Alright it wasn’t so hot to be unbearable but it certainly had been hot considering it was barely half-way through April! It was Wednesday the 18th and the local temperature had gradually risen during the morning to reach around 22 deg C in the afternoon. Added to that it was sunny throughout the day, a really pleasant day that wouldn’t have been out-of-place in the summer months let alone April. Nice as it all was however I didn’t get to rest outside on the patio until after lunch. I had spent three hours in the garden before deciding to return indoors. I had arisen a little late and spent some time using the gym equipment before breakfast and following that I resumed work in the cellar room. My efforts at rendering the wall were what you might call not that professional but after all I am not a builder. It meant I had some filling in to do but chose to use plaster rather than cement as it is easier to use and easier to get a smooth surface, not that a smooth surface was all that necessary. It would look better when painted over if I used plaster. Once I had done that I sealed the wall using a diluted PVA mixture. The next task in the room would be filling in the holes in the floor, painting the walls and ceiling (again) and painting the shelving. At this stage I am undecided as to whether to re-position the room light and replace it in the process though it is only a storage room. I had time before lunch to mow the lawn
The picture was taken later in the afternoon along with the next two….
The rhubarb is doing very well in its new home. If my readers will remember I moved it from where it was to the raised bed above. As yet there are no signs of the potatoes in the bare ground in front of it.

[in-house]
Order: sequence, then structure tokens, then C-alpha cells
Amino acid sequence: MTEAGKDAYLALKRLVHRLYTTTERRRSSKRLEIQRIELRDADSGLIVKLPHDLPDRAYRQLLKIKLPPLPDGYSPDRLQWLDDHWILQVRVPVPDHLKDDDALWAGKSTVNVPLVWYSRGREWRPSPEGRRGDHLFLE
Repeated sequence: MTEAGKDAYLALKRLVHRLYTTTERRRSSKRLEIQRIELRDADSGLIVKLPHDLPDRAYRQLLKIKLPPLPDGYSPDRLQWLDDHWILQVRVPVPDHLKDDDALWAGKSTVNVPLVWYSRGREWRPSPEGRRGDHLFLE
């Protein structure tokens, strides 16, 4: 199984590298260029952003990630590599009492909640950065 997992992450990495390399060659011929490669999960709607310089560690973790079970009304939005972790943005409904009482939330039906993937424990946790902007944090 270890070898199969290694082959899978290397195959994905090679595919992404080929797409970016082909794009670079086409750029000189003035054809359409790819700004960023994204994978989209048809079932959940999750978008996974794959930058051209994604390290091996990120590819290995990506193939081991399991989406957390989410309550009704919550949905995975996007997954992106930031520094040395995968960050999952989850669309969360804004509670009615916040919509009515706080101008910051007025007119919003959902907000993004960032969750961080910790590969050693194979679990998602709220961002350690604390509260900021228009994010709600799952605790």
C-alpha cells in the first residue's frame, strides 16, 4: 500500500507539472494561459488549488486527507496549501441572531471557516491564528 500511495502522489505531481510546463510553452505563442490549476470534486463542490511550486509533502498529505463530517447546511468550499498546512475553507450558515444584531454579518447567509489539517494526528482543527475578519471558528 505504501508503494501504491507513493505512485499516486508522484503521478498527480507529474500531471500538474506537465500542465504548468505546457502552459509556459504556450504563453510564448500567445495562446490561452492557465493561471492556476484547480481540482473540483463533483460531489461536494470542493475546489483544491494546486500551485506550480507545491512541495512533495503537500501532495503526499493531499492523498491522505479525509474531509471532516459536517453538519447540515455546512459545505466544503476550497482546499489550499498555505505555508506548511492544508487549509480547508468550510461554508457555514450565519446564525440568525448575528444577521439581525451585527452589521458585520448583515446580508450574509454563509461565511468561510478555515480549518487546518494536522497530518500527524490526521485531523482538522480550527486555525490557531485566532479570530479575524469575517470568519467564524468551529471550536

You might think that for someone who is very tired sleep comes easy but unfortunately that isn’t always the case for me. Although I had been very busy on Thursday and was tired when I went to bed getting to sleep eluded me. I tossed and turned throughout the night and felt awful when I got up in the morning. After having something for breakfast I felt so much better though I did remain a little sleepy. I spent some time on the project (see yesterday’ post) and by the afternoon I was ready to go to bed but of course I didn’t, not at that time. Later however when I did go to bed sleep came very easy and I was out for the count in minutes! I had a really good night’s sleep and should have been ready to do some more work but I decided to take a break from it and have the next two days off, Saturday and Sunday. I decided a walk was on the cards so before breakfast, which incidentally I missed altogether, I dressed to go for the walk. It wasn’t that warm on Saturday morning as I left the house but it wasn’t cold either. About half-way through the walk things changed, the clouds rolled away and it became warm in the bright sunshine. By the time I had returned home my coat was beginning to make me feel uncomfortable wearing it. I was ready to eat something so had a slightly early lunch, though it was by then approaching one o’clock. E had been busy at the top of the house and didn’t have lunch until two. I in the meantime went onto the patio to sit in the now warmer sunshine. E joined me not long after but neither of us sat there too long as we began digging out a few sycamore seedlings and weeds. We did return to the patio however to make the most of the fine weather while it lasted. Sunday looked gloomy as plenty of rain had been forecast but during the week ahead we had been promised high temperatures and bright sunshine. When we returned indoors we sat and watched the Grand National horse race, the only horse race we do watch throughout the year.